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Re: Glinner V: The Dream(ed up) Child (molestors): A New Carbon-era
« Reply #78 on: June 22, 2020, 10:15:38 PM »
I like it when teachers at school were called ms because they weren't happy with nosey pricks knowing their marital status. Mzzzzzzzzzz, used to like saying that a bit too long. Don't really see that any more. I suppose I just say peoples names now that I'm an adult.
I know several married women who use Ms because "it's nobody's business whether I'm married or not, besides, men don't change Mr when they get married" (approximate paraphrase.

"They" sounds a bit weird the first time you use it, but you get used to it. Imagine getting annoyed by it, though.

Re: Glinner V: The Dream(ed up) Child (molestors): A New Carbon-era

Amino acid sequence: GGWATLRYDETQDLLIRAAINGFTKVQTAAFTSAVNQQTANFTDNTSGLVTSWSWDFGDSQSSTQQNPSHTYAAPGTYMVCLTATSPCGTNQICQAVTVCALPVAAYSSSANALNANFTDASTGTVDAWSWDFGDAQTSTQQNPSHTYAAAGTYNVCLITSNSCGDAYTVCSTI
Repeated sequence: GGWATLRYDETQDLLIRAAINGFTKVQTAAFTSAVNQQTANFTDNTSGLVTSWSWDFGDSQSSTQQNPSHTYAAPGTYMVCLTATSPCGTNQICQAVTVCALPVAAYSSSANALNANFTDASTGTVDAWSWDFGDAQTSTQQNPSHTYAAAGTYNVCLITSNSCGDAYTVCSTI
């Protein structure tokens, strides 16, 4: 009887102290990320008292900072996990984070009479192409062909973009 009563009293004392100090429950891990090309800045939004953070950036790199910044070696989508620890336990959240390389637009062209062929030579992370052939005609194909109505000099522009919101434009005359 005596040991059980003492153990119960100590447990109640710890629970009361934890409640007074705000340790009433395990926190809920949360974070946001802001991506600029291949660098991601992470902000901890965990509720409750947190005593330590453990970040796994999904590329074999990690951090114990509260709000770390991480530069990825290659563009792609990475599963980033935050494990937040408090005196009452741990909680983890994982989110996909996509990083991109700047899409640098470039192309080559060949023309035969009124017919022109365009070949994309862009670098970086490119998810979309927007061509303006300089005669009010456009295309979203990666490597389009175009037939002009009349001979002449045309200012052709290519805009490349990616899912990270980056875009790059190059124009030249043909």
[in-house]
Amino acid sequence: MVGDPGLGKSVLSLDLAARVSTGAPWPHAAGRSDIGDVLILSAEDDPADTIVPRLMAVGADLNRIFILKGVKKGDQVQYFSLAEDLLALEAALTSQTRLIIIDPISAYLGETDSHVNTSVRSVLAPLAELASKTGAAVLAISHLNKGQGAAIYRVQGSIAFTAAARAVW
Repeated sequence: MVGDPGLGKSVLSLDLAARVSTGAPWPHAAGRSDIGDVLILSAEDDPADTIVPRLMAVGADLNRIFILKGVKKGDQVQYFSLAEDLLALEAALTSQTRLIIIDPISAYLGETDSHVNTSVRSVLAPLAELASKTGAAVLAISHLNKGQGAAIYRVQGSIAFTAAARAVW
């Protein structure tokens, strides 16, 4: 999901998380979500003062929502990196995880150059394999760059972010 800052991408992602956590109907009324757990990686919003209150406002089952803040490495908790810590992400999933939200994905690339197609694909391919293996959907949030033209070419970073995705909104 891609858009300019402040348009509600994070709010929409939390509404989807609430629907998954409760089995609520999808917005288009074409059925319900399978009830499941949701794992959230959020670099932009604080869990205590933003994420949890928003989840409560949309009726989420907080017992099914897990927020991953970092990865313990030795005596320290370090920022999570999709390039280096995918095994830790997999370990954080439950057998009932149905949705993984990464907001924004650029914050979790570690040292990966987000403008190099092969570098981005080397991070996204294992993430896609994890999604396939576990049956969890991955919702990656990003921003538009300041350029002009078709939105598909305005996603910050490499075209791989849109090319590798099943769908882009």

« Reply #79 on: June 22, 2020, 10:17:34 PM »
hey I'm not arguing! One love <3

It makes sense that the singular 'they' was once 'he'. I guess a few decades back, if you were talking about an unnamed police officer, it'd be 'he', and an unnamed nurse would be 'she', and your brain would already have categorised different categories of unknown third person singulars into masculine and feminine categories.

Ambient Sheep

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Re: Glinner V: The Dream(ed up) Child (molestors): A New Carbon-era
« Reply #80 on: June 22, 2020, 10:22:25 PM »
Shit I'm getting tired of this (and hungry), but...

“It’s someone selling insurance”

“Well tell them to go away”

pre-late-80s:

Quote
“It’s someone selling insurance”

“Well tell him to go away”

“It's a her, actually.”